Crocodile Armoured Personnel Carrier

The Crocodile Armoured Personnel Carrier or “Croc” is a Rhodesian armoured personnel carrier first introduced in 1977 and based on Japanese commercial trucks’ chassis. It remains in use with the Zimbabwe National Army.

Country Name Origin Year
Zimbabwe (Rhodesia) 1977
Country Name Operational Year Retirement Year
Zimbabwe (Rhodesia) View

Built on a Nissan, Toyota or Isuzu 5-tonne truck chassis, the Crocodile consisted of an open-topped hull or ‘capsule’ faceted at the sides, which were designed to deflect small-arms’ rounds, and a flat bottom or 'deck' reinforced by a v-shaped ‘crush box’ meant to deflect landmine blasts. Three inverted U-shaped high ‘Roll bars’ were fitted to protect the fighting compartment from being crushed in case the vehicle turned and roll over after a mine detonation.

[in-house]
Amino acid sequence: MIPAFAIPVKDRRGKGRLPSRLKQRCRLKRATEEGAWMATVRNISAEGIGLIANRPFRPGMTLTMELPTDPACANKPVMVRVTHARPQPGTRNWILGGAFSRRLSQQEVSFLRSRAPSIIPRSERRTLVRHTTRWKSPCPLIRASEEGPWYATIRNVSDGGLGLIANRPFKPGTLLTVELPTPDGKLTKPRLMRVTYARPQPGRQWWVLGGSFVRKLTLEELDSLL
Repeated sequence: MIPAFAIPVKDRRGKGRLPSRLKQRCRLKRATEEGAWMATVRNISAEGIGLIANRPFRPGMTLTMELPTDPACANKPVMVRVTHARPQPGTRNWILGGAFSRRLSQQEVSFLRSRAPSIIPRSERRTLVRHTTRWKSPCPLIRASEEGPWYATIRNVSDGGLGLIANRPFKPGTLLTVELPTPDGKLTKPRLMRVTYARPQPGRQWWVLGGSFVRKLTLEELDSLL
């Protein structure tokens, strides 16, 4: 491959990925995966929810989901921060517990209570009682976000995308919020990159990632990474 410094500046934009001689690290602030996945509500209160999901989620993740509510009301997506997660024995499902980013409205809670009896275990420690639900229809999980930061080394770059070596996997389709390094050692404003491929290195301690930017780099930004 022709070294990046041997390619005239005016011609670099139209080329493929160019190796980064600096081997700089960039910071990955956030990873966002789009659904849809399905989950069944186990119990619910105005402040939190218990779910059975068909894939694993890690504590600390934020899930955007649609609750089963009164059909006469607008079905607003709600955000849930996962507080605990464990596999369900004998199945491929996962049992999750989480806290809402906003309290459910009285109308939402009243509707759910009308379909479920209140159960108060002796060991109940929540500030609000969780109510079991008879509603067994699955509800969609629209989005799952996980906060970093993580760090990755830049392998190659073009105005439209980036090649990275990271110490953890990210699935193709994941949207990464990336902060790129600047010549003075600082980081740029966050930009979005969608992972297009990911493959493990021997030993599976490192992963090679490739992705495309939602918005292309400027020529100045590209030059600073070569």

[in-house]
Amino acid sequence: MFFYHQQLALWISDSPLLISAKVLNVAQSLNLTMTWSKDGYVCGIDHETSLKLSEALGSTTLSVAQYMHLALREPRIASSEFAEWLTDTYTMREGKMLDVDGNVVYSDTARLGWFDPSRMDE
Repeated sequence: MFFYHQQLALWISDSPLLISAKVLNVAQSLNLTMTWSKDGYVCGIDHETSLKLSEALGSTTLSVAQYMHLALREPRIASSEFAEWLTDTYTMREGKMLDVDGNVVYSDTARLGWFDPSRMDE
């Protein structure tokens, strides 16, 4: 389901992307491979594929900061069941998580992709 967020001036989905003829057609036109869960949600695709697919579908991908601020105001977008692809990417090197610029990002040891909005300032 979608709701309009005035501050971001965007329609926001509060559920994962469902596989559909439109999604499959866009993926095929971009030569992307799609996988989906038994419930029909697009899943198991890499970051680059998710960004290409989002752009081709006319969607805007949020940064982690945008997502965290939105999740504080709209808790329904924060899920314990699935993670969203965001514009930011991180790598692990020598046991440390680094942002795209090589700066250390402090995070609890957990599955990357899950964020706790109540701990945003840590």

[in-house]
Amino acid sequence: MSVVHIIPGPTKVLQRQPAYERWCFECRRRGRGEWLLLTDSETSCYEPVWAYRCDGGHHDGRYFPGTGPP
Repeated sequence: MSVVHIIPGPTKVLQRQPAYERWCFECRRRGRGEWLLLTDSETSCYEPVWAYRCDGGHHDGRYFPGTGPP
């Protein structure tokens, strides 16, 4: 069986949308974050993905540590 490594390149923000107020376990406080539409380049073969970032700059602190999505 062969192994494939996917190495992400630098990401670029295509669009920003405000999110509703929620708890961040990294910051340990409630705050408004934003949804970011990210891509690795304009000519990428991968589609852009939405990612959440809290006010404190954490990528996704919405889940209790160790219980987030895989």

Rhodesian “Crocs” were usually armed with a FN MAG-58 7.62mm Light Machine Gun (LMG), sometimes installed on a locally produced one-man MG armoured turret to protect the gunner. Vehicles assigned to convoy escorting duties (‘E-type’) had a Browning M1919A4 7.62mm heavy machine gun mounted on an open-topped, cylinder-shaped turret (dubbed ‘the dustbin’) whilst those employed on ‘externals’ received a tall, square-shaped and fully enclosed MAG turret mounted on the roof over the commander’s seat. The Zimbabwean vehicles after 1980 sported pintle-mounted Soviet-made 12.7mm and 14.5mm Heavy Machine Guns (HMG) instead.

They were employed by the ZNA forces in Mozambique guarding the Mutare-Beira oil pipeline in 1982–1993, and served with Zimbabwe troops in the United Nations’ 1993–94 Somalia relief effort.

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